The Rebirth of Conversation

I really enjoyed Mitch Joel’s recent post (The End of Conversation in Social Media), and a few other posts touching on the same theme (by Dave Winer, Leo Laporte, and Joseph Jaffe).

Instead of just spinning our wheels about whether or not we’re really having solid conversational engagement on blogs, Twitter, etc., it seems to me that we could better spend our energy fixing the problem.

I’m betting some smart little start-up could pull off a cool alpha version in 8 weeks.

What we need is a platform that overcomes the asynchronous aspect of blogs/Twitter/Facebook etc., AND allows us to have smaller, more intimate conversations with a select few. Here’s how it could work.

Your Twitter (or Facebook, or LinkedIn….) contacts are imported. The user is able to classify each contact into one of say, 4 categories (Intimate; Friend; Acquaintance; Waved-at-your-avatar-in-passing-once-or-twice).

Let’s say you have 1/2 hour one night that you’d like to devote to REAL, real-time conversation. When you login, the platform detects who is on-line, sorting them by your levels of familiarity. You can choose to be in the lounge (wide-open room, like Twitter or a tweetchat), or in a private room. If you choose to have a conversation with one or a few friends (pre-planned or spontaneous), you take it into a room, which can then remain open for others, or closed off.

So, I might login, and see that my friend Lisa Petrilli is having a conversation with Liz Strauss and Tom Martin. All of these are already close friends of mine (Intimates), and I see that the link shows that the door is “open” – so I join in. But if this was a private session for just those three, I wouldn’t even see it.

A conversation struck up in the lounge could easily move to a private room, of course – and people hanging out in the lounge can be privately invited to a smaller-scale conversation in a side room when the participants see that this friend has logged in.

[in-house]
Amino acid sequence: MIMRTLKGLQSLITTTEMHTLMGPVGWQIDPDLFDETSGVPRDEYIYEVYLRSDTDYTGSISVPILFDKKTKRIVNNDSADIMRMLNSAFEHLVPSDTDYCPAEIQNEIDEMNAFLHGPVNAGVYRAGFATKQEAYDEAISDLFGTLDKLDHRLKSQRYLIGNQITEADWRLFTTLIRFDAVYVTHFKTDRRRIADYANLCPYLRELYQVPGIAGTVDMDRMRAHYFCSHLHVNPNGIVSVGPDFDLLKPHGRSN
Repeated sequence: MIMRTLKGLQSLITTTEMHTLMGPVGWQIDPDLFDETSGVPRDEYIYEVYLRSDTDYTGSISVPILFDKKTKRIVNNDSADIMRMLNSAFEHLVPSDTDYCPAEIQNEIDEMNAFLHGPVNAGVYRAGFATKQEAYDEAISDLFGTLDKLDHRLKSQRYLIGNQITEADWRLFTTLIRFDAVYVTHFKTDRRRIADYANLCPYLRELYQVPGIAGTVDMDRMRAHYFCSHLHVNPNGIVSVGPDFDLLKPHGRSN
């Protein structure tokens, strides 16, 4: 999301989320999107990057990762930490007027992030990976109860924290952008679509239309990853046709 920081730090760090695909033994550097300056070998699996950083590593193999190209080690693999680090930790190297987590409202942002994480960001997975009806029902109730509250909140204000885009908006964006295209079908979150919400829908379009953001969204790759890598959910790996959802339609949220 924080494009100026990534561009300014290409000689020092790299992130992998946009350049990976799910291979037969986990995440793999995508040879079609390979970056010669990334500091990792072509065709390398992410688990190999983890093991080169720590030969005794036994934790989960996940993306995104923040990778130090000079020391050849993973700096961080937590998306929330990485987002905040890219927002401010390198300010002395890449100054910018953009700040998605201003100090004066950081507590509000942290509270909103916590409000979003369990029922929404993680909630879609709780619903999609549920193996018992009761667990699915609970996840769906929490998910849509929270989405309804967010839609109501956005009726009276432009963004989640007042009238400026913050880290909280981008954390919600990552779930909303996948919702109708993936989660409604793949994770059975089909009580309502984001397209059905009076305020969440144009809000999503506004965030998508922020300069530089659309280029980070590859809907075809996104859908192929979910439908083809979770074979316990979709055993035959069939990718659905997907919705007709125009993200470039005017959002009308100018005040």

I guess you could also have a setting where a group could conduct a conversation/interview and others could “lurk” but not participate.

We wouldn’t go to this platform to promote blog posts or share links (primarily). It’s for conversation. A tie-in to video and/or audio Skype would be a huge bonus.

Really, this is not new technology. It’s a marriage of existing capabilities we already have. But it’s a scalable and controllable way to bring real-time interaction back to social networking.

What do you think?

(Update 1: Jaffe points out that much of what is described above is built into the design of Second Life. True – but what we need [in my opinion] is that approach without the confusing overhead of the 3-D interface. Simple, fast, mobile-friendly.)

(Update 2: here’s an interesting new app under development that does part of this, AND includes a “local” aspect – nice!)

(Update 3: Mike Sansone picks up the theme that blogging is still very much alive at the center of networking – a perspective with which I agree)

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About Steve Woodruff
Steve Woodruff is a blogger, a Connection Agent, and a consultant in the pharma/healthcare industry. He specializes in helping people and companies make mutually beneficial connections.

4 Responses to The Rebirth of Conversation

  1. Some people might say that a platform like Disqus may be close to that… but I haven’t spent enough time with it.

  2. Mike Sansone says:

    Interesting (and kudos on noticing the trend of this thinking). Similar to the old People Connection chats on AOL, but different by the setup of lists. Real-time may prove difficult for some (time-zones, schedules, etc) so an archive still allowing engagement would be nice. Is this a bit of Google Wave?

    Disqus or IntenseDebate offers a bit of this, but not real-time. Does TinyChat do anything close to what you envision?

    Worth more conversation:-) Got me thinking

  3. David Perdew says:

    Bravo, Steve, for putting a positive spin on an evolving atmosphere under which social media is likely to keep on changing. Your idea is encouraging, and reminds me of the old post forums and BBS days where such conversations were monitored and taken in just fine, without all the fancy bells and whistles we have at our disposal today.

    I understand a true marketer’s concern that core conversations may never develop the way face-to-face ones do. But surely one of these platforms or the app developers using them has the power to do what you suggest, to widen the scope of “What are you doing?” type one-liners.

  4. William Beil says:

    Steve, that is an outstanding idea. I only wish I had the programming skills to put an app like that together. And I agree with you in that anyone who does would make a killing. Hell, I’d be among the first to buy…I can tell you that!

    William “Bill” Beil

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